In 2019, he made his BBC return with This Time, a current affairs programme. Highlights included him performing mouth-to-mouth resuscitation on a mannequin called Eileen (“Come on, Eileen!”) soundtracked by Queen’s Another One Bites the Dust and meeting an lookalike who sang Irish republican songs on air. Following the second series, Partridge opted to move into podcasting with The Oasthouse, now on its third series.

Speaking to The Big Issue for his Letter to My Younger Self, Alan Partridge reflects on a life which has brought him professional success, but on a personal level has been a bit of mixed bag, if we’re being honest

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Paint a picture for us – what kind of teenage boy were you?

I wasn’t your typical teenager. Whether it was because my mum cut my hair or because I wasn’t allowed to sit in the front seat of the car until I was 15, I retained a wonderfully childlike quality long into adolescence. I’d spend weekends – not sniffing glue or kissing with tongues – but collecting conkers or drawing pictures of the Red Arrows or writing letters to the Red Arrows. 

The day before my 15th birthday, I had my passing out parade at the Scout hut. I shook hands with every Scout there, saluted the Scout Leader, lowered and folded the flag and then, while the others ran off to the recreation ground to hoik up a rope swing, I walked in the other direction – needing to find myself. I walked for what seemed like miles but was probably just kilometres until, in the window of a charity shop, I saw a denim jacket and knew I had to have it. I bought it, tossed my neckerchief into a river and donned the denim. Even though it was a woman’s jacket initially made for a female darts team, wearing it transformed me. Suddenly I had swagger, attitude and beef. If clothes maketh the man, then that denim jacket sure madeketh me.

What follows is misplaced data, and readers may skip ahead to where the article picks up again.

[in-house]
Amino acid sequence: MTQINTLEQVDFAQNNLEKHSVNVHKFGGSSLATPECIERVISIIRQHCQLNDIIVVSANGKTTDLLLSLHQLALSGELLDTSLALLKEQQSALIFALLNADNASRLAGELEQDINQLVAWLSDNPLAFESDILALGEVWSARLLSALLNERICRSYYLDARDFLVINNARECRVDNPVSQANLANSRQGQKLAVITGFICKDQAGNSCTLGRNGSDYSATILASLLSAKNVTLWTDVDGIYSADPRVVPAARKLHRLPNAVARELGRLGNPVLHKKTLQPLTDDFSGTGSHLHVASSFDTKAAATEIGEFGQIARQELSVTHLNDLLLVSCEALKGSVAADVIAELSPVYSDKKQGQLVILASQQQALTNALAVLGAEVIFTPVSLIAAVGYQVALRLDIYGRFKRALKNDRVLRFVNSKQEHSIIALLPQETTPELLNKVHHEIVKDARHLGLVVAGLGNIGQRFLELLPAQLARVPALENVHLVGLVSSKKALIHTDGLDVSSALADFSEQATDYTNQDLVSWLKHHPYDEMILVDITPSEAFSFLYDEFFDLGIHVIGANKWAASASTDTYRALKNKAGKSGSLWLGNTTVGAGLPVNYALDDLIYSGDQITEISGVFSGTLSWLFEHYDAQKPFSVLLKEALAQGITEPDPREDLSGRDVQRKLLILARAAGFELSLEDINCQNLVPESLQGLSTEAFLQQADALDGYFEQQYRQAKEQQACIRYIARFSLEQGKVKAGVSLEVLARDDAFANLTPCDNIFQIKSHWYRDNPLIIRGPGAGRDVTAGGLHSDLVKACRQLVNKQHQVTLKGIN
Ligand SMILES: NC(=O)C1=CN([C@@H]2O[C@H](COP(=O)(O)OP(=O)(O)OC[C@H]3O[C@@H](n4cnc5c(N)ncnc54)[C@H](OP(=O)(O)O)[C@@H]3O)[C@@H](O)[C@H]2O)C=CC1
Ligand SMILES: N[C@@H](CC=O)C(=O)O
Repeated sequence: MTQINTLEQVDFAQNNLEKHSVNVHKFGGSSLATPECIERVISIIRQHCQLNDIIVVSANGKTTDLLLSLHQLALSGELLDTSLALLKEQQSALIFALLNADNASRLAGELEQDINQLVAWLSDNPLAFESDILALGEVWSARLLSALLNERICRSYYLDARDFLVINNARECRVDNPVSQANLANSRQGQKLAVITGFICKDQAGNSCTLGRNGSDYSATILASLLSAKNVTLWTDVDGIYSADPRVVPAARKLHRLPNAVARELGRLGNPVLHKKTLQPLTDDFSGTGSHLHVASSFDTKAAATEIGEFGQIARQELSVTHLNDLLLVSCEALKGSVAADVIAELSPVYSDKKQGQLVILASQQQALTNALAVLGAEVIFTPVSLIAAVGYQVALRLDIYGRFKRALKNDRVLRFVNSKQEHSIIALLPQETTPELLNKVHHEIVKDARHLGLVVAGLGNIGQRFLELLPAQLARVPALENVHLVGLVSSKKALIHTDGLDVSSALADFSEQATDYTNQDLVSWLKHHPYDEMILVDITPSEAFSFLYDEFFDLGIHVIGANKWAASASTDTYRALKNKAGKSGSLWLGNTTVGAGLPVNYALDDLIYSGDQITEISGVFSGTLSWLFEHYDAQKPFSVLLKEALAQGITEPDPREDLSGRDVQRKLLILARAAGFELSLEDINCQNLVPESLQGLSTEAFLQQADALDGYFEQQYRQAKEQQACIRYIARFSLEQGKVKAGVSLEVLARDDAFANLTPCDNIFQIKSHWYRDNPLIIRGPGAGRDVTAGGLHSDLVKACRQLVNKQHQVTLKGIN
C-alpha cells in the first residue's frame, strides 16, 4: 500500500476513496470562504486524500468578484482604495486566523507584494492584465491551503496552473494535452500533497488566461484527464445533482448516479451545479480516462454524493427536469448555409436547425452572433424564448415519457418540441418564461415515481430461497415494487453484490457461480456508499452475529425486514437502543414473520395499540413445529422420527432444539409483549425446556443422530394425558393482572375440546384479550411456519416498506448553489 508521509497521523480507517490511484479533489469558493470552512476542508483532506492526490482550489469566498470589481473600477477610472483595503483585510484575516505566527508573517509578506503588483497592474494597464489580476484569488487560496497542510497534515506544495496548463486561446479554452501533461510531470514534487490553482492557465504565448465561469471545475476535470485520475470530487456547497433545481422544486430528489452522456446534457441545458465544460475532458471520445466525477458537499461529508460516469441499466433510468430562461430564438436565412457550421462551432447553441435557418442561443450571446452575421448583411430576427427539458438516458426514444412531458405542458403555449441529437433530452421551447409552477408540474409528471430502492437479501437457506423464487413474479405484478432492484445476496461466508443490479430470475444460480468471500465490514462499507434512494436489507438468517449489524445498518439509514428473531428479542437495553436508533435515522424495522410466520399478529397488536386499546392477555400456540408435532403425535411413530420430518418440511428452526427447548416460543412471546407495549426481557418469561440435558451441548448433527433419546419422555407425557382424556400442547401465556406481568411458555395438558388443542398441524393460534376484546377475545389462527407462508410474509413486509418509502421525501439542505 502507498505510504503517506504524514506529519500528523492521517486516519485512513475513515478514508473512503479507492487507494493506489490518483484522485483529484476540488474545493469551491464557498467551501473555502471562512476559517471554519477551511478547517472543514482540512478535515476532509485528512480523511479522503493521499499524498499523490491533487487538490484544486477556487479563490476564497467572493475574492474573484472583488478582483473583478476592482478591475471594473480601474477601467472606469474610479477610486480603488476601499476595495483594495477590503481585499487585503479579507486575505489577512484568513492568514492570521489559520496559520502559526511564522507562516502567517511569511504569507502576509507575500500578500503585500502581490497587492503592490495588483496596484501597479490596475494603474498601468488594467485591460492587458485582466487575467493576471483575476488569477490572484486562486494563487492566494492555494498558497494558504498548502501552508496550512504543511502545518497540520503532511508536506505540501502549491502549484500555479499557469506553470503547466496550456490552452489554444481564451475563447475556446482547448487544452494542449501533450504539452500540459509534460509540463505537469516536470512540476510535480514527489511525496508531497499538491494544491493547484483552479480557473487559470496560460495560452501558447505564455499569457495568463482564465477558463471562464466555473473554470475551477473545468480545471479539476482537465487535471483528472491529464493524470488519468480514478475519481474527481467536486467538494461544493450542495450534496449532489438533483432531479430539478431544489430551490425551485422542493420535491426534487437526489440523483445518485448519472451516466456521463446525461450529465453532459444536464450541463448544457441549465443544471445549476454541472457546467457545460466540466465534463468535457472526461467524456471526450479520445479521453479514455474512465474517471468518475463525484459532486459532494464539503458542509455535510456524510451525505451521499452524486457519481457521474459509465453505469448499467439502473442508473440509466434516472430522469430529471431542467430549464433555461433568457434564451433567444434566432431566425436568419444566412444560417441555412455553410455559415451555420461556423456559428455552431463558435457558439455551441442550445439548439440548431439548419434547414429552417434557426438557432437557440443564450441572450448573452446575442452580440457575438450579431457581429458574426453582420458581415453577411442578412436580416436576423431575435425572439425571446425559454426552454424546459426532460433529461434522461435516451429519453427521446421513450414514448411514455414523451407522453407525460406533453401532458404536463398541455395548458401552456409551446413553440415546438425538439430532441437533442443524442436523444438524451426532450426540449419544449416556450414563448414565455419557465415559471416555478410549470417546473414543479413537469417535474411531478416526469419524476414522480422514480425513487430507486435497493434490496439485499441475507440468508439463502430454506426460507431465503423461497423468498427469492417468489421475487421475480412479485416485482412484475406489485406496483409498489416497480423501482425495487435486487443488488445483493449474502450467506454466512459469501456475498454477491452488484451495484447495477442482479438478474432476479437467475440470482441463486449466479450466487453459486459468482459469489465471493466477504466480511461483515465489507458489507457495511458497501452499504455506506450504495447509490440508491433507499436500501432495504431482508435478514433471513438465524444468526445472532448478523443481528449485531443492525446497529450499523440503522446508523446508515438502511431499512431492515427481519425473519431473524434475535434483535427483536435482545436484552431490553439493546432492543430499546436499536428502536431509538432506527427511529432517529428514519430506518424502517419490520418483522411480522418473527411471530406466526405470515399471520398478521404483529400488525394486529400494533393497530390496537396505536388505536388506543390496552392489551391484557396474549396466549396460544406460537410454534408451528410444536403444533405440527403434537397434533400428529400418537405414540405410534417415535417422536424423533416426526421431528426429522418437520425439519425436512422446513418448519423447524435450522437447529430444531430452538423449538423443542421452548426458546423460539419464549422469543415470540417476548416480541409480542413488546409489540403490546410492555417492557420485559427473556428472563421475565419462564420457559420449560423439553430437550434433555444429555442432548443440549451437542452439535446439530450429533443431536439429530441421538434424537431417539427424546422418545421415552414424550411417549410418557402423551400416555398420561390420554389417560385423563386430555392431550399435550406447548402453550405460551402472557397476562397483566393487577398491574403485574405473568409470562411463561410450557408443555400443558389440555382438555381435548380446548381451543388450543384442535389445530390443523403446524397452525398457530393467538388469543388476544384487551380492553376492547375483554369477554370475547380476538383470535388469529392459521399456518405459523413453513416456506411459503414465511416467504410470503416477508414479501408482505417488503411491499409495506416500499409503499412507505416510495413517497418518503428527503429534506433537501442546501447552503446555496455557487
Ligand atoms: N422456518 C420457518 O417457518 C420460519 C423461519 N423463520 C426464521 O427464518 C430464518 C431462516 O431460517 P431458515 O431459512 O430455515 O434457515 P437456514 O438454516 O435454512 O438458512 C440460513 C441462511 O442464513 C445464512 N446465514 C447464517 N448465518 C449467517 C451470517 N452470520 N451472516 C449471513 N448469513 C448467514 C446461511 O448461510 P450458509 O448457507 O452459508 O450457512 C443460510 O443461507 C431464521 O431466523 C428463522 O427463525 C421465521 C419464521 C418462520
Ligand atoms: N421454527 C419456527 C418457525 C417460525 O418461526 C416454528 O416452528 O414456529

The voice of Radio Norwich. Image: Jackie Di Stefano/Shutterstock

What were your main concerns and preoccupations?

Throughout these years, scouting always came first – had to, we’d sworn allegiance to Lord Baden Powell and Her Majesty the Queen and I’m sorry but that meant something. But after leaving the Scouts due to my age, my world opened up. Suddenly my eyes were opened to music, girls, cars and yes, the odd illicit substance! While drugs per se didn’t arrive in Norwich until the late ’70s, I’d learned that you could open the cola mixer tap in the school canteen and pour out some syrup to get a sugar rush. High on the cocktail of vegetable extracts, me and another boy would spend afternoons giggling and talking at 100mph, or 70mph certainly.